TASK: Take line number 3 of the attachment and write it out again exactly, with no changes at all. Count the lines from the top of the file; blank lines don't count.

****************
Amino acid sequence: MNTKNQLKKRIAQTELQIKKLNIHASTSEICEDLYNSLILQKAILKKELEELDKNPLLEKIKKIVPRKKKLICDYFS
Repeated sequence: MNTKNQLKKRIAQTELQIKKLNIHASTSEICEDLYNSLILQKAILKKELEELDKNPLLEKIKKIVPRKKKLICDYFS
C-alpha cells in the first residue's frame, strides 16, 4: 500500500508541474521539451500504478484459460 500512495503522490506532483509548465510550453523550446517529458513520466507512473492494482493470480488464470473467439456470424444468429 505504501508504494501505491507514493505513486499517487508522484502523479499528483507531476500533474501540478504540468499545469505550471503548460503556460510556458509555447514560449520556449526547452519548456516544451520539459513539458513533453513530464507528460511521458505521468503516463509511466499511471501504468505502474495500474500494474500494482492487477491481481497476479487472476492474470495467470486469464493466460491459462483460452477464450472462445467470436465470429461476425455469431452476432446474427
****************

C-alpha cells in the first residue's frame, strides 16, 4: 500500500508541474521539451500504478484459460 500512495503522490506532483509548465510550453523550446517529458513520466507512473492494482493470480488464470473467439456470424444468429 505504501508504494501505491507514493505513486499517487508522484502523479499528483507531476500533474501540478504540468499545469505550471503548460503556460510556458509555447514560449520556449526547452519548456516544451520539459513539458513533453513530464507528460511521458505521468503516463509511466499511471501504468505502474495500474500494474500494482492487477491481481497476479487472476492474470495467470486469464493466460491459462483460452477464450472462445467470436465470429461476425455469431452476432446474427